While Republicans are touting a victory in the passage and signing of the Tax Cuts and Jobs Act, it will take some time before most changes go into effect. And with all the sweeping changes in the law, tweaks and fixes are likely in the coming months, experts say.
“It’s important to remember that it could be years before the IRS does its interpretation of the tax changes and even longer, if ever, before those interpretations are tested by courts,” says Steven Weil, Ph.D., president and tax manager of RMS Accounting, an accounting and bookkeeping firm. “There are sure to be errors, and corrections that Congress will have to make. How long these will take and how many there will be is anyone’s guess.”
In the meantime you may see a few changes sooner, depending on some variables.
It Depends on How You File
One of the main changes is in how tax brackets are figured, says Josh Zimmelman, president of Westwood Tax & Consulting. “The seven tax brackets have been changed from 10 percent, 15 percent, 25 percent, 28 percent, 33 percent, 35 percent and 39.6 percent in 2017 to 10 percent, 12 percent, 22 percent, 24 percent, 32 percent, 35 percent and 37 percent in 2018,” Zimmelman says.
Taxpayers may find themselves in a new bracket paying new rates when they prepare their 2018 taxes next year. In addition, those who itemize will be able to deduct state individual income tax, sales taxes or property taxes up to $10,000, Zimmelman says, depending on which is more beneficial for them.
While the standard deduction has increased, personal exemptions have been suspended, Weil adds, and that can complicate filings. “If all you have is a W-2, with a little mortgage interest and real estate tax from one home, your return should be simpler and your tax lower,” he says. “However, if you have investment income, business income or other complications, things are not going to be simple.”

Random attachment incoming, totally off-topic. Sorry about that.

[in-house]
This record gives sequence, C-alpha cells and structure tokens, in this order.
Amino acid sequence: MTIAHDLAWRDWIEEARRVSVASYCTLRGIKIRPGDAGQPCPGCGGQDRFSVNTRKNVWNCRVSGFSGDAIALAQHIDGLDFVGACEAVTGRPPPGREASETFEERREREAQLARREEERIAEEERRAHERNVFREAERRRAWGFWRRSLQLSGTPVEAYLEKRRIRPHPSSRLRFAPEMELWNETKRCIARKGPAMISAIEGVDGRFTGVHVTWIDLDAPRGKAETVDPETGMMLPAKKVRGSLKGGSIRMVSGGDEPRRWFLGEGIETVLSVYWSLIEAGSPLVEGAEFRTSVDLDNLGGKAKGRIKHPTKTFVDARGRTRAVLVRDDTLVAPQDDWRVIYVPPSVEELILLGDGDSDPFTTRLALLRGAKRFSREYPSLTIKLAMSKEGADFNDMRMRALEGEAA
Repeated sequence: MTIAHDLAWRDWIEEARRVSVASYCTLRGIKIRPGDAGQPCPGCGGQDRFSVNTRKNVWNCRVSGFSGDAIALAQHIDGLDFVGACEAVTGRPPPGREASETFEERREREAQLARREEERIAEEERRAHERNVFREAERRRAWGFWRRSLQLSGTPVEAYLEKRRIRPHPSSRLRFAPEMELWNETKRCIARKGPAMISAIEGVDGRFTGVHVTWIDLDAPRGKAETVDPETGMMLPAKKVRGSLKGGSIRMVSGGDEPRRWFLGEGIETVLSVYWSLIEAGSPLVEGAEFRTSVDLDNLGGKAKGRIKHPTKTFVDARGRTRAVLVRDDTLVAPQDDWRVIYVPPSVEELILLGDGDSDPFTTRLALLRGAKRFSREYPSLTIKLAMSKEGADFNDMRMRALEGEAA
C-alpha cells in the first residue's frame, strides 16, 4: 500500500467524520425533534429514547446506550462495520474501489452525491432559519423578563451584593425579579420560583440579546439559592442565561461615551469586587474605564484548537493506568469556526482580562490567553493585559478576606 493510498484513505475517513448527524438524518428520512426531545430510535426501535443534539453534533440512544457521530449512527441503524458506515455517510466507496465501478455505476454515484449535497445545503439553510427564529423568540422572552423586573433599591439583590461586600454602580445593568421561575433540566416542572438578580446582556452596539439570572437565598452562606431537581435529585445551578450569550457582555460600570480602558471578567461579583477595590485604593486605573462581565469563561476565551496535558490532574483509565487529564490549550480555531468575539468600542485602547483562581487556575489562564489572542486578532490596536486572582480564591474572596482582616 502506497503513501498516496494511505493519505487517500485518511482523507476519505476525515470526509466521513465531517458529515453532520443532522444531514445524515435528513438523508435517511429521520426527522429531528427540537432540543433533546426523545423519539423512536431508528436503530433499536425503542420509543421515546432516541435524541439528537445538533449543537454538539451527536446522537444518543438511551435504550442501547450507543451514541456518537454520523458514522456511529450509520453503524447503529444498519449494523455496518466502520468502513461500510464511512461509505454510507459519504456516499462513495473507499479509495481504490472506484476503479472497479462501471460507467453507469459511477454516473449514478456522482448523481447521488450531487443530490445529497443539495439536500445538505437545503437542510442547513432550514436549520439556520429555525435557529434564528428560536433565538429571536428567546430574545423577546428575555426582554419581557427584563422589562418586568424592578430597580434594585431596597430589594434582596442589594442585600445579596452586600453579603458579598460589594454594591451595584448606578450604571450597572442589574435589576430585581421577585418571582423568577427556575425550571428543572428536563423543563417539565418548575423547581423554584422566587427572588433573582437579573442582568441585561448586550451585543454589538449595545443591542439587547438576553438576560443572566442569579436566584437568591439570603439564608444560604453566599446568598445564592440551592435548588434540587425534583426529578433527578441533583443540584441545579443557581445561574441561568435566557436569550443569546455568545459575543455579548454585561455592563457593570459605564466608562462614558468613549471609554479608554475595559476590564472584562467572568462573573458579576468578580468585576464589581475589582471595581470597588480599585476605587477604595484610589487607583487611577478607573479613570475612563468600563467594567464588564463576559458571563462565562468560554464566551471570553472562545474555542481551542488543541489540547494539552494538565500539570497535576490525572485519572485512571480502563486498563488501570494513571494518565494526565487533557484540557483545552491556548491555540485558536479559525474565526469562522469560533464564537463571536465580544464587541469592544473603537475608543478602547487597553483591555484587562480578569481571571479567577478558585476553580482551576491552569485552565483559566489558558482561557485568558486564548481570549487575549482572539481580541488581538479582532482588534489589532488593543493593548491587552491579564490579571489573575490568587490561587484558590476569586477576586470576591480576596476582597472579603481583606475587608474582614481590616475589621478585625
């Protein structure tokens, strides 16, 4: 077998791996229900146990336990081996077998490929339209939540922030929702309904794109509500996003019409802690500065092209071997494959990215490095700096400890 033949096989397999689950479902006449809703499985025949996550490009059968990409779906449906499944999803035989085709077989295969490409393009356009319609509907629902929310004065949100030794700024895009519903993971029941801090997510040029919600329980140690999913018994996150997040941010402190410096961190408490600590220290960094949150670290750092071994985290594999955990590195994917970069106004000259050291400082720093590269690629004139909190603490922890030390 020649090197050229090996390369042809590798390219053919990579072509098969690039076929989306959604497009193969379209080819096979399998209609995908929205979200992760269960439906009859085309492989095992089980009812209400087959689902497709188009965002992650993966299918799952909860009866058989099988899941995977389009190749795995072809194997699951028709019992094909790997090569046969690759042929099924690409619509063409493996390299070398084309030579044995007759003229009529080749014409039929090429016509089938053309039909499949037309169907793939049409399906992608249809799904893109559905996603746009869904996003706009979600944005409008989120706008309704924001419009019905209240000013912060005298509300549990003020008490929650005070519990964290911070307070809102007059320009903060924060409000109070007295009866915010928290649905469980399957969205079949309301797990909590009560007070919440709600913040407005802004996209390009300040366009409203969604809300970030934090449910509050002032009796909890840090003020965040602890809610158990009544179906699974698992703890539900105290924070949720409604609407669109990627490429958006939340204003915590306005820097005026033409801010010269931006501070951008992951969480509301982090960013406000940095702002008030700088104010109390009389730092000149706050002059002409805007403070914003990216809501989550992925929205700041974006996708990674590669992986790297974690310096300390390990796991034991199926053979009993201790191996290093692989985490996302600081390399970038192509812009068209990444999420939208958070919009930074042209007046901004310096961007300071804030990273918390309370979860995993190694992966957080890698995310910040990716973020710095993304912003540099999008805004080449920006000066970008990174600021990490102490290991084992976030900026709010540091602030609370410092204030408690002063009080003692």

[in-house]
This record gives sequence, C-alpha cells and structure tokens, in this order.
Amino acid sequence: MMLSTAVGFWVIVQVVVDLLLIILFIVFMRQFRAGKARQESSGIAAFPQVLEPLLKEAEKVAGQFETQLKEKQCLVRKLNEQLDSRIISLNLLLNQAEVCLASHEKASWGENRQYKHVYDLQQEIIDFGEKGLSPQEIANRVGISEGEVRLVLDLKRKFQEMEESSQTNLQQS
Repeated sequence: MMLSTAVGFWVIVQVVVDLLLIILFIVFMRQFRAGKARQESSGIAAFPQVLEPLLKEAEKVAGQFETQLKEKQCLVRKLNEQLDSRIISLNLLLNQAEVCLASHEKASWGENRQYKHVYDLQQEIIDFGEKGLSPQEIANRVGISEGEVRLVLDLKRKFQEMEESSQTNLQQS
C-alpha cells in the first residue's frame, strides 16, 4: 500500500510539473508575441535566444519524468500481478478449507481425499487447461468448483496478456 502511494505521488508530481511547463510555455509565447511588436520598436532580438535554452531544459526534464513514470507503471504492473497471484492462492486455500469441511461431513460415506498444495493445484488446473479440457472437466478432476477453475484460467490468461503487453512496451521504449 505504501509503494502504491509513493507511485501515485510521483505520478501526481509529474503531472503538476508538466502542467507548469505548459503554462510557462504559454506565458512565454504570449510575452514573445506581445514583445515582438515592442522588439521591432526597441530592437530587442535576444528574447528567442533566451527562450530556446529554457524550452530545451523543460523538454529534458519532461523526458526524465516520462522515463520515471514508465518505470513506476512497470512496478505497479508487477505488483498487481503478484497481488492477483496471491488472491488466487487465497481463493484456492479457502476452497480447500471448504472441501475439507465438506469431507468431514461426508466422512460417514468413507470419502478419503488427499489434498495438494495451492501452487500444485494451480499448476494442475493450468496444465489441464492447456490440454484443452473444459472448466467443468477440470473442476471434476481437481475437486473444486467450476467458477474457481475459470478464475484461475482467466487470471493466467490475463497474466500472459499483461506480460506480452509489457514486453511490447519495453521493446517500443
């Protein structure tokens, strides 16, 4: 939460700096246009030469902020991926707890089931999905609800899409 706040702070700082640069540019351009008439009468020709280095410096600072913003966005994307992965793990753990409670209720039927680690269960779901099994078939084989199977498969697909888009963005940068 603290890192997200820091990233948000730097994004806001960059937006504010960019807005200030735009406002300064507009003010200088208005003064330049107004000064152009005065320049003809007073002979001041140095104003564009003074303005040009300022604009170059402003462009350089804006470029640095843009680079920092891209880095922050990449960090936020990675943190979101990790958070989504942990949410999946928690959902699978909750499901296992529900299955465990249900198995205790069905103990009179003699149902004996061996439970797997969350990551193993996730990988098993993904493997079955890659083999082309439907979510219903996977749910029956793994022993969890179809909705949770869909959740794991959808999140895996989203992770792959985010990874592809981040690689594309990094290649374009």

It Depends on Perks You Get at Work
While changes to personal and business taxes may not directly affect you until you file your 2018 taxes next year, you may see some changes at work. Companies that provide lavish perks to employees may revisit those policies as a result of changes to the tax code.
The 50 percent deduction that was allowed for business entertainment has been eliminated, Weil says. In addition, employee meals at an employer facility used to be 100 percent deductible, but are now only 50 percent deductible, he says. In response, employers may dial back some perks because the tax benefit isn’t as large as it used to be.
It Depends on Whether You Own Real Estate
Property-based taxes see some big changes in this tax plan. State, city and real estate tax deductions used to be deductible in their entirety, but will now be limited to a total of $10,000, Zimmelman says. And while mortgage interest was previously deductible on loans up to $1 million, that figure has dropped to $750,000, he says. “This only applies to new homes purchased; current homeowners will see no change,” Zimmelman says. In addition, the home equity loan interest deduction has been eliminated.
Weil stresses that these changes may still need to be refined in the coming months. “Basically what we will have is a new ballgame, one that doesn’t have hard-and-fast rules for anyone,” he says. And the changes do not replace the old code but simply amend it, inserting changes, new sections and striking words, sections and paragraphs, he says.